Now, obviously we are not talking about a straight line. Even if you hold on to your circulation, it doesn’t mean larger advertisers won’t stop shifting more of their money out of newspapers, so you can hold or build circulation and wind up with less revenue. And although people are telling our circulation department that they won’t renew because they can get the news online, I’m not at all convinced they mean they are using our website. Our site, frankly, sucks. It sucks hard. It will give you a hickey if you use it too much. That is gradually being rectified, but the staff is so small that the progress is halting and low-priority.

But as of April 1, we’ll start to get answers. Maybe subscription renewals will climb, or at least level off. Maybe people will start to tell us all the things that are missing from our site, which will prompt a discussion on the resources needed to get that done every day. I somehow doubt people will say that. I think they will continue saying they are getting their news online for free, even though they will not be able to get our site for free.

But at least we’ll have our answer, the one I have wished for. I hope I won’t again be thinking I should have been more careful what I wished for.

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I got a lot of problems with you people. Too many to list, actually, so some of the big ones:

Pack journalism. Washington, D.C., remains ground zero when making the case for too many people chasing the exact same story, but Newtown, Conn., is the most egregious example of what happens when a big story breaks anywhere else. Why? What was gained by having this many journalists in one place chasing exactly the same thing? Isn’t this why any news organization pays AP?

General unwillingness to challenge traditional beat and story structures. See my previous post and the links there to other sites for more detailed discussion. Staffs are smaller, the world is more linked and mobile than ever, so change is necessary – not just changing what you cover but how you cover it. In many newsrooms, everyone is preoccupied with an urgency to feed the beast. Consider whether you can let the beast go hungry a day or two a week so you can assess whether what you are spooning into it is worthwhile.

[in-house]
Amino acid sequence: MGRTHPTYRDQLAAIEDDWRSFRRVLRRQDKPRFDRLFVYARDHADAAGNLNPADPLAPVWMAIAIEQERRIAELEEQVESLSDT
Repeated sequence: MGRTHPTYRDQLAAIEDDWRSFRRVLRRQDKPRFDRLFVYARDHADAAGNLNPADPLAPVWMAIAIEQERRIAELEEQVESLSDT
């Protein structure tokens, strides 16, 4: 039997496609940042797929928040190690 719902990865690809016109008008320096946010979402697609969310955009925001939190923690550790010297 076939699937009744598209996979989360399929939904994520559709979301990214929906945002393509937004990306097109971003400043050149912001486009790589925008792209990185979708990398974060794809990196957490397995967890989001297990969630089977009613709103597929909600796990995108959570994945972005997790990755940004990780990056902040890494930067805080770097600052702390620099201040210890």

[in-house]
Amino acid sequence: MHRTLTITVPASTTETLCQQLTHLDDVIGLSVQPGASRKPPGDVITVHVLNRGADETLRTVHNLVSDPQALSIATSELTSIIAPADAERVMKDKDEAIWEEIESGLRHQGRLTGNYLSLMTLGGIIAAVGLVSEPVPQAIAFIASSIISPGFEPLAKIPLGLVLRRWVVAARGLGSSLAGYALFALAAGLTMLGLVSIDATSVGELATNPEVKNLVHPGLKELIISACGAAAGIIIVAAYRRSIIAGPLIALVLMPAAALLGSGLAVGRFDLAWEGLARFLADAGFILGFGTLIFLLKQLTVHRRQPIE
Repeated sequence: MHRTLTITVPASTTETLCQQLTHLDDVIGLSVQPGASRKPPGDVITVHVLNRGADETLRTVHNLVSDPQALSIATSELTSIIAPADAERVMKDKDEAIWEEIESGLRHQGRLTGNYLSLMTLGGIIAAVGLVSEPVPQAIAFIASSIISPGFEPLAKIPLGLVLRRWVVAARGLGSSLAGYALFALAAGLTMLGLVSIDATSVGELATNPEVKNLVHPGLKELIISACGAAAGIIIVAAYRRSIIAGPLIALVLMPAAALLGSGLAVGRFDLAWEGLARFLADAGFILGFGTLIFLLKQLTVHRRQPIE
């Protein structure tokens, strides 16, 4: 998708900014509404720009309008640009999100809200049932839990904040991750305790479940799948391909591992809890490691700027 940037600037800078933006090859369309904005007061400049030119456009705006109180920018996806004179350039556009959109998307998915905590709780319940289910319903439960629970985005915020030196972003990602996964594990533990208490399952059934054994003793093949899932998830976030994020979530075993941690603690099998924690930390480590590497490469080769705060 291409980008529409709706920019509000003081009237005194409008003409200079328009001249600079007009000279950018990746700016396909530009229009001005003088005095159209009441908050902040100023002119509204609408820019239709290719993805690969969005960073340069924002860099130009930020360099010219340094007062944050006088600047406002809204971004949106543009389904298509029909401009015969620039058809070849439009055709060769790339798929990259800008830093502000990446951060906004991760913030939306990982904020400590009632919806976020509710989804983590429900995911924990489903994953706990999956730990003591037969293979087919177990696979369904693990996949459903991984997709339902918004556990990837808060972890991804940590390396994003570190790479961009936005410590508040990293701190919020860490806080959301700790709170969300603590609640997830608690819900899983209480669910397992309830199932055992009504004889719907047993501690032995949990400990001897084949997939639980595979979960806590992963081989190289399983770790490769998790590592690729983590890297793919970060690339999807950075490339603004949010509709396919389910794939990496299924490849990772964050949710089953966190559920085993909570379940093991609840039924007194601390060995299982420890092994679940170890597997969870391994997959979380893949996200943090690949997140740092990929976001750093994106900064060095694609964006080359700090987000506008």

Related to the above: story quotas and related mandates. A couple of weeks ago I visited a small newspaper where I was told that staffers are required to file 8-12 stories a week, and that the company requires that the front page be all-local. Eight stories a week is not onerous, in my experience, but as a glance at that paper’s front page made clear, no one was exercising any quality control to ensure that the quota was being filled by solid, well reported stories that people would want to read – probably because the editors were more afraid of not having enough staff-bylined stories to fill the page. Quotas and mandates can have that effect: The staff goes on autopilot, and the product suffers. Manage for quality first.

Also related: general reluctance to engage the community. Our world is full of bloggers, social posting and sharing. Our news is not. Why isn’t that widely acknowledged as a failing?

News websites remain unnavigable. This morning my wife was trying to find something on the site of the local newspaper. Couldn’t do it. I went to Google and found it in seconds. She actually has a better sense of how news sites are organized than the average person because of her exposure to that structure through me – but it’s still a mystery to her. Sites have too many sections, and where stories are listed and how they are tagged may be entirely at the whim of whatever overworked staffer posts them to the website at night. At some sites there is little consistency, or logic. Stories on a race for U.S. Senate, a legislative story, a profile feature and a food story all are tagged as local news? Seriously? Why? Oh, looking at the rest of your stories, I see why: EVERYTHING by your staff is tagged as local news, apparently because your late editor doesn’t want to think about it. And you, the editor, never noticed because who the hell has the time to look at such things? There is a reason your website has a taxonomy in the first place, and it’s not just because the site designer is anal retentive, but if you are tagging everything the same you are nullifying it.

Related to the above: Too many news people have no sense at all of how the industry’s finances work. The next time you see an argument for how many reporters $1 million (or any amount) in paywall revenue could pay for, check to see whether the math includes benefits, insurance, office rent/mortgage, utilities, office supplies, staff expense reimbursement such as mileage … You get the point. You can’t fully participate in an argument over the future of your business if you are ignorant of the business end of the business.